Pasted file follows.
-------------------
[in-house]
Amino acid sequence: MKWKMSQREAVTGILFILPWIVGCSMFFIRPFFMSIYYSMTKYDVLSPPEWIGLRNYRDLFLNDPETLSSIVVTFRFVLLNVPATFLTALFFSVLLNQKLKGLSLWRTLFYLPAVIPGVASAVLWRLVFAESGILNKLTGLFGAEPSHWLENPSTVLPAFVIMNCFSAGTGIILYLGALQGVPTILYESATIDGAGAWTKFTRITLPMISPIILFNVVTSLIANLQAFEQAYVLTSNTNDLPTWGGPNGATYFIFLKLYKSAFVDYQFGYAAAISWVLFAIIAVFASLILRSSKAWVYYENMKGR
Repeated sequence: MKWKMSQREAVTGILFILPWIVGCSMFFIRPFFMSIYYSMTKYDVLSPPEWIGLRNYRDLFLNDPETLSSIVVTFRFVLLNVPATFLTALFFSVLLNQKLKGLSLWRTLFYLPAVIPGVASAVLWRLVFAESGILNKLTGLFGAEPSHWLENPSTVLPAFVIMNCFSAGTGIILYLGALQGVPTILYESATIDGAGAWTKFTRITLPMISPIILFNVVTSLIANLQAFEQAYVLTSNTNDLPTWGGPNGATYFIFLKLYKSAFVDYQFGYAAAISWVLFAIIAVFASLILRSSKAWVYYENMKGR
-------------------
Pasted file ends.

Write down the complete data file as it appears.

[in-house]
Amino acid sequence: MKWKMSQREAVTGILFILPWIVGCSMFFIRPFFMSIYYSMTKYDVLSPPEWIGLRNYRDLFLNDPETLSSIVVTFRFVLLNVPATFLTALFFSVLLNQKLKGLSLWRTLFYLPAVIPGVASAVLWRLVFAESGILNKLTGLFGAEPSHWLENPSTVLPAFVIMNCFSAGTGIILYLGALQGVPTILYESATIDGAGAWTKFTRITLPMISPIILFNVVTSLIANLQAFEQAYVLTSNTNDLPTWGGPNGATYFIFLKLYKSAFVDYQFGYAAAISWVLFAIIAVFASLILRSSKAWVYYENMKGR
Repeated sequence: MKWKMSQREAVTGILFILPWIVGCSMFFIRPFFMSIYYSMTKYDVLSPPEWIGLRNYRDLFLNDPETLSSIVVTFRFVLLNVPATFLTALFFSVLLNQKLKGLSLWRTLFYLPAVIPGVASAVLWRLVFAESGILNKLTGLFGAEPSHWLENPSTVLPAFVIMNCFSAGTGIILYLGALQGVPTILYESATIDGAGAWTKFTRITLPMISPIILFNVVTSLIANLQAFEQAYVLTSNTNDLPTWGGPNGATYFIFLKLYKSAFVDYQFGYAAAISWVLFAIIAVFASLILRSSKAWVYYENMKGR